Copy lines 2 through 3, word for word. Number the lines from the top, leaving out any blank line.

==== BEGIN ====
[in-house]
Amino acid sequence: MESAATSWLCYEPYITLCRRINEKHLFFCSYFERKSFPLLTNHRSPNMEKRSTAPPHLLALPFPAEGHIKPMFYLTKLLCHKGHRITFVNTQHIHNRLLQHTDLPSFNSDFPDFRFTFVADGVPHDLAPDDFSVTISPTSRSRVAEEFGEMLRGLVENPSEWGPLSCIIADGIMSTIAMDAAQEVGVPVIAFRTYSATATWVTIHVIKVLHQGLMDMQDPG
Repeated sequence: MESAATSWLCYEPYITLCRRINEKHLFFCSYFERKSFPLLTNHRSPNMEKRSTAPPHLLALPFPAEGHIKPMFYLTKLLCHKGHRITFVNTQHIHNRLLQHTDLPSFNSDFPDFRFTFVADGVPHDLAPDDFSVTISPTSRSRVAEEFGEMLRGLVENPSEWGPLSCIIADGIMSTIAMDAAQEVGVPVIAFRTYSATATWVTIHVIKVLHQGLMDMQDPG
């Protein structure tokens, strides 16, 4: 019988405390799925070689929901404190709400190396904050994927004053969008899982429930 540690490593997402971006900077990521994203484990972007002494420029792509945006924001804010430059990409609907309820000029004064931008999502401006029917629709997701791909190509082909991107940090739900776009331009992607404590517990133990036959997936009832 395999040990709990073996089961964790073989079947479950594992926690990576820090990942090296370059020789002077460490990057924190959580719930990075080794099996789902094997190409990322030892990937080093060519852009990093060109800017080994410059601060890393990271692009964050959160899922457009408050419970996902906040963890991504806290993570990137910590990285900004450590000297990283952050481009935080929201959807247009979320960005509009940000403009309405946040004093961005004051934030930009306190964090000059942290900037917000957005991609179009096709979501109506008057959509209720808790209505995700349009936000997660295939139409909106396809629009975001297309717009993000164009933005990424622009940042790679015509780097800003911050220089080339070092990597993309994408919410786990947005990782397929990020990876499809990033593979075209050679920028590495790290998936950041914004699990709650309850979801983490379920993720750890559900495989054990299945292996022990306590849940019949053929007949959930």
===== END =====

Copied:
Amino acid sequence: MESAATSWLCYEPYITLCRRINEKHLFFCSYFERKSFPLLTNHRSPNMEKRSTAPPHLLALPFPAEGHIKPMFYLTKLLCHKGHRITFVNTQHIHNRLLQHTDLPSFNSDFPDFRFTFVADGVPHDLAPDDFSVTISPTSRSRVAEEFGEMLRGLVENPSEWGPLSCIIADGIMSTIAMDAAQEVGVPVIAFRTYSATATWVTIHVIKVLHQGLMDMQDPG
Repeated sequence: MESAATSWLCYEPYITLCRRINEKHLFFCSYFERKSFPLLTNHRSPNMEKRSTAPPHLLALPFPAEGHIKPMFYLTKLLCHKGHRITFVNTQHIHNRLLQHTDLPSFNSDFPDFRFTFVADGVPHDLAPDDFSVTISPTSRSRVAEEFGEMLRGLVENPSEWGPLSCIIADGIMSTIAMDAAQEVGVPVIAFRTYSATATWVTIHVIKVLHQGLMDMQDPG